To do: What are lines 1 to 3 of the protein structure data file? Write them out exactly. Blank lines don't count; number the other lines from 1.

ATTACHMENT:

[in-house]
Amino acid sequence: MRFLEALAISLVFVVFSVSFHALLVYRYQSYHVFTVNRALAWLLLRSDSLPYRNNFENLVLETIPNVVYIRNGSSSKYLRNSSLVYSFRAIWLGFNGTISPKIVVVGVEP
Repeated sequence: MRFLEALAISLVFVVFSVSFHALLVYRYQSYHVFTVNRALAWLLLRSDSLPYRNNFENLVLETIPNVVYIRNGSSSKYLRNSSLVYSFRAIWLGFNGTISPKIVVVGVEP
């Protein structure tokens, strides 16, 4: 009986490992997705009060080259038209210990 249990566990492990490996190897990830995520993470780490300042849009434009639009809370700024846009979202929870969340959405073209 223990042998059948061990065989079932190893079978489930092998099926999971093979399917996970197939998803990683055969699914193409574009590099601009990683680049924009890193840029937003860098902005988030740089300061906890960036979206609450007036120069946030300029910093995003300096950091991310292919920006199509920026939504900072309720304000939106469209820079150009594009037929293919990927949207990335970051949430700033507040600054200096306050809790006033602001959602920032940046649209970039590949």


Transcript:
[in-house]
Amino acid sequence: MRFLEALAISLVFVVFSVSFHALLVYRYQSYHVFTVNRALAWLLLRSDSLPYRNNFENLVLETIPNVVYIRNGSSSKYLRNSSLVYSFRAIWLGFNGTISPKIVVVGVEP
Repeated sequence: MRFLEALAISLVFVVFSVSFHALLVYRYQSYHVFTVNRALAWLLLRSDSLPYRNNFENLVLETIPNVVYIRNGSSSKYLRNSSLVYSFRAIWLGFNGTISPKIVVVGVEP